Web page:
USDA Invests $4.7 Million to Address Critical Plant Pest Problems
USDA’s National Institute of Food and Agriculture recently awarded 16 applied research and development grants to enhance the development, adoption, and implementation of innovative, ecologically-based, sustainable integrated pest management (IPM) technologies, tools, and strategies that address regional and/or national IPM priorities.
Among the projects funded include the use of photobiology and lighting technologies for suppression of powdery mildew in strawberry production. These grants are a part of NIFA’s Crop Protection and Pest Management Program, which addresses integrated pest management solutions for emerging weed, disease, and insect pests.
- Thermotherapy for non-chemical management of cryptic infections of strawberry transplants and emerging fungicide-resistant populations, University of Florida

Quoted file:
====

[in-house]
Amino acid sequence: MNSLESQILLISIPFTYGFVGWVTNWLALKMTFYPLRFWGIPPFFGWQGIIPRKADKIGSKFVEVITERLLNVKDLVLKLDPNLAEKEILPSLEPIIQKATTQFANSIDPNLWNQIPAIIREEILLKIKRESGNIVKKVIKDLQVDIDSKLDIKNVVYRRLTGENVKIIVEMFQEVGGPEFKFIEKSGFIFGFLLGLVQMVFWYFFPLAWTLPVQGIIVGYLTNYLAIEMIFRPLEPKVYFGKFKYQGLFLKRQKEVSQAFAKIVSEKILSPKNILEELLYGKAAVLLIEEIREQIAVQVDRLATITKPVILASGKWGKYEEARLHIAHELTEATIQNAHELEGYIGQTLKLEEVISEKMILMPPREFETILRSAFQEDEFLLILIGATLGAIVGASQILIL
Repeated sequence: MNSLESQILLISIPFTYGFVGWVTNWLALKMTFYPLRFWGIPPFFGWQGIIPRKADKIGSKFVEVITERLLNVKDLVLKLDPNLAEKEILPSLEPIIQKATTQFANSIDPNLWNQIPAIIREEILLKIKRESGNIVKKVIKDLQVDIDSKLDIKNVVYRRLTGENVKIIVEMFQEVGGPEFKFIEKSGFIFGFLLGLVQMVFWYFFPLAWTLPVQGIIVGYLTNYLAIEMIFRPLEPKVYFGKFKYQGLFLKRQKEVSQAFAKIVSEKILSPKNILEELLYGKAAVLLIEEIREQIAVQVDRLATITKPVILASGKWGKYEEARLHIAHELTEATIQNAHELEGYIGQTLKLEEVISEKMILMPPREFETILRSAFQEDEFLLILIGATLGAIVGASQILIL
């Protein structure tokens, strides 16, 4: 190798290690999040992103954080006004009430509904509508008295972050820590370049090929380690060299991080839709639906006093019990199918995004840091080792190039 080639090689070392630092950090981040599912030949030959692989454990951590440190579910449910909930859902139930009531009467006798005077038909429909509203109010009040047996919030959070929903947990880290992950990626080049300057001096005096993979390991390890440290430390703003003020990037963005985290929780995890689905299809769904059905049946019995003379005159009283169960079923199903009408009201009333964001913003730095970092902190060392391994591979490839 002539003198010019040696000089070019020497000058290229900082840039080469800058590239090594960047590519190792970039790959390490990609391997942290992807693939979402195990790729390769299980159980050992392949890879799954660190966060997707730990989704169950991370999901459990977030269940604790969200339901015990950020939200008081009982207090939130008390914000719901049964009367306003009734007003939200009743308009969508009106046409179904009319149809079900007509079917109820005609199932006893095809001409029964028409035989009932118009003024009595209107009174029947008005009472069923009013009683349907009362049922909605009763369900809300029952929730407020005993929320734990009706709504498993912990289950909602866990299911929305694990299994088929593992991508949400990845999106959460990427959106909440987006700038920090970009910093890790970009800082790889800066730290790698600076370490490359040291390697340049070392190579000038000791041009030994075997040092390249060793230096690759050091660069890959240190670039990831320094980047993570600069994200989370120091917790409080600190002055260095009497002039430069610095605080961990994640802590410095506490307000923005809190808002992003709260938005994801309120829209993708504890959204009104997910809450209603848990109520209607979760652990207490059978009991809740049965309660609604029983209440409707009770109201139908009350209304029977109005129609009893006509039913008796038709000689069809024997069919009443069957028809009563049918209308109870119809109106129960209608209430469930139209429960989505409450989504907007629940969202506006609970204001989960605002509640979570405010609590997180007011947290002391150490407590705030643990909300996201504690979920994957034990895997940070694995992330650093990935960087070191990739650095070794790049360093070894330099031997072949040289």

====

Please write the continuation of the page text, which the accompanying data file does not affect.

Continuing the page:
- Multistate approach to quantifying and managing insecticide resistance in Plutella xylostella — diamondback moth — in cole crops, University of Georgia
- Developing a multi-life stage management strategy for apple maggot through the integration of attract-and-kill and biological control, University of Massachusetts
- Development and demonstration of short- and long-term strategies for management of the resurgent blueberry stem gall wasp, Michigan State University
- Leveraging pest behavior for implementation of biological control for plum curculio, Rutgers University
- Applied research and rapid extension of discoveries in photobiology and lighting technologies for suppression of powdery mildew in strawberry, Rensselaer Polytechnic Institute
- Solutions for managing allium leafminer: a new invasive threat to allium crops in North America, Penn State University